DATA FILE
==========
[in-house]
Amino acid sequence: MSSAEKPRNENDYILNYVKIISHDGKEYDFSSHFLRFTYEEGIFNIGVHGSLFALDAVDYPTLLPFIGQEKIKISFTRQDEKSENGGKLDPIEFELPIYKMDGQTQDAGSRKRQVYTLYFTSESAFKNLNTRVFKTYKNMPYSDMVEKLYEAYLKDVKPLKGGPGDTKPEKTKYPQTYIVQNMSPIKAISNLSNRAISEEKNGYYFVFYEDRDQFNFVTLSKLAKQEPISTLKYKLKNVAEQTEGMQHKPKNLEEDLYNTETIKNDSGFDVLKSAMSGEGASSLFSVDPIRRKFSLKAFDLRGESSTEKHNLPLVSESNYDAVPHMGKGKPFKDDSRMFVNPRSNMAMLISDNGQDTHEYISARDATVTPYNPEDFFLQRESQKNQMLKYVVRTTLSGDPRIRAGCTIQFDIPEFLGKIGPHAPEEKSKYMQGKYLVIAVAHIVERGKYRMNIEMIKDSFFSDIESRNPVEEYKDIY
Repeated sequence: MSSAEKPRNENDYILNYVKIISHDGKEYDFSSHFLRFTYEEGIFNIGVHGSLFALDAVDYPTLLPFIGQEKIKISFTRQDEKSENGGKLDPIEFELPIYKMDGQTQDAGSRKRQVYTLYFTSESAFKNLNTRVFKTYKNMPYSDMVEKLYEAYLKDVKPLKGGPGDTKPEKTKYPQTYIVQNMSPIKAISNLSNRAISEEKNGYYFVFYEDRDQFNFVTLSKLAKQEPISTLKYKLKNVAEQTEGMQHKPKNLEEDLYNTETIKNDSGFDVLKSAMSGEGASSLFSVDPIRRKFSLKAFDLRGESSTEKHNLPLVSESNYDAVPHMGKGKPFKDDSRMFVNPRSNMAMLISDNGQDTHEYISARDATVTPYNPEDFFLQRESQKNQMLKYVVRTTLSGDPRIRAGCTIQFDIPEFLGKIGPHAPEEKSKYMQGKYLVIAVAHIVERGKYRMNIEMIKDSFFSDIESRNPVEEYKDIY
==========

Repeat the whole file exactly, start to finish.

[in-house]
Amino acid sequence: MSSAEKPRNENDYILNYVKIISHDGKEYDFSSHFLRFTYEEGIFNIGVHGSLFALDAVDYPTLLPFIGQEKIKISFTRQDEKSENGGKLDPIEFELPIYKMDGQTQDAGSRKRQVYTLYFTSESAFKNLNTRVFKTYKNMPYSDMVEKLYEAYLKDVKPLKGGPGDTKPEKTKYPQTYIVQNMSPIKAISNLSNRAISEEKNGYYFVFYEDRDQFNFVTLSKLAKQEPISTLKYKLKNVAEQTEGMQHKPKNLEEDLYNTETIKNDSGFDVLKSAMSGEGASSLFSVDPIRRKFSLKAFDLRGESSTEKHNLPLVSESNYDAVPHMGKGKPFKDDSRMFVNPRSNMAMLISDNGQDTHEYISARDATVTPYNPEDFFLQRESQKNQMLKYVVRTTLSGDPRIRAGCTIQFDIPEFLGKIGPHAPEEKSKYMQGKYLVIAVAHIVERGKYRMNIEMIKDSFFSDIESRNPVEEYKDIY
Repeated sequence: MSSAEKPRNENDYILNYVKIISHDGKEYDFSSHFLRFTYEEGIFNIGVHGSLFALDAVDYPTLLPFIGQEKIKISFTRQDEKSENGGKLDPIEFELPIYKMDGQTQDAGSRKRQVYTLYFTSESAFKNLNTRVFKTYKNMPYSDMVEKLYEAYLKDVKPLKGGPGDTKPEKTKYPQTYIVQNMSPIKAISNLSNRAISEEKNGYYFVFYEDRDQFNFVTLSKLAKQEPISTLKYKLKNVAEQTEGMQHKPKNLEEDLYNTETIKNDSGFDVLKSAMSGEGASSLFSVDPIRRKFSLKAFDLRGESSTEKHNLPLVSESNYDAVPHMGKGKPFKDDSRMFVNPRSNMAMLISDNGQDTHEYISARDATVTPYNPEDFFLQRESQKNQMLKYVVRTTLSGDPRIRAGCTIQFDIPEFLGKIGPHAPEEKSKYMQGKYLVIAVAHIVERGKYRMNIEMIKDSFFSDIESRNPVEEYKDIY